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Hypsometry: Find out how high you are using only water and a thermometer

Illustration for article titled Hypsometry: Find out how high you are using only water and a thermometer

Say aliens have abducted you. After probing you for a while, they get bored and drop you off wherever they choose. You look around you and see nothing but forests and snow-capped mountain peaks. And the only instruments you have on you are your lucky lighter and a thermometer that they left in your . . . let's say your mouth. What vital data about your whereabouts can you get using just those tools?


For one thing, you can determine the temperature of the place, and that's very helpful, I'm sure, but you can also dabble in the art of hypsometry. Hypsometry is the ability to measure height. In this case, you're measuring your own height, with respect to sea level. Start by heading for those forests and gathering wood. You'll need it. You'll also need a broad leaf, or perhaps some paper cups that hikers, or other abductees, have left behind. Start a fire, keeping it very low. Suspend a cup, or a broad leaf, over the fire and fill it with water. We've seen that, as long as it's filled with water, it can't burn.


The water should begin to warm. Stick the thermometer in there, keeping the fire low. If the water doesn't boil, slowly build up the fire. Keep a careful eye on the thermometer, and mark the temperature at the exact point that the water boils. This is the key to finding out how high you are.

Water molecules are held together by hydrogen bonds. The electrons in a water molecule hug slightly closer to one side than the other. This leaves the molecule slightly positive on one side and slightly negative on the other. Since positive charges attract negative charges, the negative side of one molecule will attract the positive side of another, keeping water together. But the liquid needs some help. Salt dissolved in the water will allow it to stick closer together longer. As will added pressure from the outside. The atmosphere provides that pressure, but it provides less at different altitudes.

At sea level, the pressure of all the air, from the molecules resting on the ground to the ones dancing at the edge of space, are on the water, keeping it together. A few thousand feet up, not all the air molecules in the world are pressing down on top of it anymore, and it comes apart easier. Water in a vacuum boils instantly. Water at sea level boils at 100 degrees centigrade. For every thousand feet anyone climbs, the temperature that water boils at drops one degree. If the aliens dropped you a thousand feet up, your water boils at 99 degrees. If they dropped you on Everest, and your water boils at 70 degrees - you probably should have been a better sport about being probed.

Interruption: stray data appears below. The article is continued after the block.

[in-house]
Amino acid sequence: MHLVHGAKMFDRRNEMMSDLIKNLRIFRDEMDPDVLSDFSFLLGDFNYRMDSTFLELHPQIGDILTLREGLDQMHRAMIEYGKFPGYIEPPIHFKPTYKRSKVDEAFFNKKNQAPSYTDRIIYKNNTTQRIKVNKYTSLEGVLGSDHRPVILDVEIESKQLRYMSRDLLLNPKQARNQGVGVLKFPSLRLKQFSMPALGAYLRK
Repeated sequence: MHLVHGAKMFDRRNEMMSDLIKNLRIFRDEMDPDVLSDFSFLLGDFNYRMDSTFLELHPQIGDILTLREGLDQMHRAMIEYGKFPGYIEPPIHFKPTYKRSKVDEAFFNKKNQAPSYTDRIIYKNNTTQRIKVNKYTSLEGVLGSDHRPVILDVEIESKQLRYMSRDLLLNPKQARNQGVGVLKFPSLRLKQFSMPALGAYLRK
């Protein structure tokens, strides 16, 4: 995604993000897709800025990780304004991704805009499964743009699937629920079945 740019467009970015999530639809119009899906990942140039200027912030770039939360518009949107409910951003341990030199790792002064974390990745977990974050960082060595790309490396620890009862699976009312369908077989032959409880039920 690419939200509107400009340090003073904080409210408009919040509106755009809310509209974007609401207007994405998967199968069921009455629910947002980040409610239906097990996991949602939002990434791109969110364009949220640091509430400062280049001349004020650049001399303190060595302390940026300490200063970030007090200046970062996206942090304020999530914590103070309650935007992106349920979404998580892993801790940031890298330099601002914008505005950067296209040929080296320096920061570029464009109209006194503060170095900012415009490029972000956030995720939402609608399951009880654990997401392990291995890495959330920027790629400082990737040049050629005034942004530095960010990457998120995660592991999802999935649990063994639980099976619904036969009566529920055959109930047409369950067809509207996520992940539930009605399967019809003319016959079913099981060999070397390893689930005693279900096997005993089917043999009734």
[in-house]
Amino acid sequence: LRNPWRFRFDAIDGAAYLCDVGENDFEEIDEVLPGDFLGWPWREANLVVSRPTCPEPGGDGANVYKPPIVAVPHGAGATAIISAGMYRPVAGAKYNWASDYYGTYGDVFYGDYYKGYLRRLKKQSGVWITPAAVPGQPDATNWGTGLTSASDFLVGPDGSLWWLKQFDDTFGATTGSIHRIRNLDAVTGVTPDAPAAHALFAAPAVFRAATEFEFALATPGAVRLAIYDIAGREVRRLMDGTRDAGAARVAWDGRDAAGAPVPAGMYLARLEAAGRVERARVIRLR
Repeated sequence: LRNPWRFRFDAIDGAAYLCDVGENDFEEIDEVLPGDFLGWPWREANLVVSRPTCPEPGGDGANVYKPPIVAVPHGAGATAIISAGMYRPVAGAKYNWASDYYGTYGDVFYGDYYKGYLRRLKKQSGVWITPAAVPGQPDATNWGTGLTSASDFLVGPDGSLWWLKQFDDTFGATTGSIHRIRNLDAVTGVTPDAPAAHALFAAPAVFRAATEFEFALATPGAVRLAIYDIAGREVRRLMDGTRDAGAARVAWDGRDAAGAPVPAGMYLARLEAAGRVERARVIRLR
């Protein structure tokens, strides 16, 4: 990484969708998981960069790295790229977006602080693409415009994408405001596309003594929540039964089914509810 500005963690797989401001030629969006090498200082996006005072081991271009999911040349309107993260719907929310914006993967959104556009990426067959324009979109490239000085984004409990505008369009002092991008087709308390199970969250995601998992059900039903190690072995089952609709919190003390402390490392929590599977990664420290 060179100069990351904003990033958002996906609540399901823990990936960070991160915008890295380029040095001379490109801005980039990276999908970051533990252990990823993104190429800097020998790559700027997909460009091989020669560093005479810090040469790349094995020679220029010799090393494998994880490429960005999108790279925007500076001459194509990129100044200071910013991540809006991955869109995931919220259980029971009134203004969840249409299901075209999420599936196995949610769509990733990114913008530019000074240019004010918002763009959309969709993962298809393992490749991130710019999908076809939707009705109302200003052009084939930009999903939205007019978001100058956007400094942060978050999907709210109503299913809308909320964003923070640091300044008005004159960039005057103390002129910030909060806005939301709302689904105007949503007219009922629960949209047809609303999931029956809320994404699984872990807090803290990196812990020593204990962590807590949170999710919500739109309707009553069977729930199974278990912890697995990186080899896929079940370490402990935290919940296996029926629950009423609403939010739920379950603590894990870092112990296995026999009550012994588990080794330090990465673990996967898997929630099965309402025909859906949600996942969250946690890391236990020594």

Via Wisegeek and Practical Physics.


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Stephan Zielinski

Thermometers intended for use in the typical core temperature range of living humans, such as the ones in the illustration, top out too low for this use. Note that they only go up to 42 degrees Celsius.

Of course, space aliens may well have used a more general-purpose thermometer— no way of telling beforehand what range the core temperature of a plastic-working ape is in if you've never encountered one before— but then the question becomes, "How well do you read Space Alien?" For all we know, they may use a temperature scale using absolute zero as zero and the triple point of gallium as 729.

("These are the kind of thoughts that kept me out of the really good schools." — George Carlin.)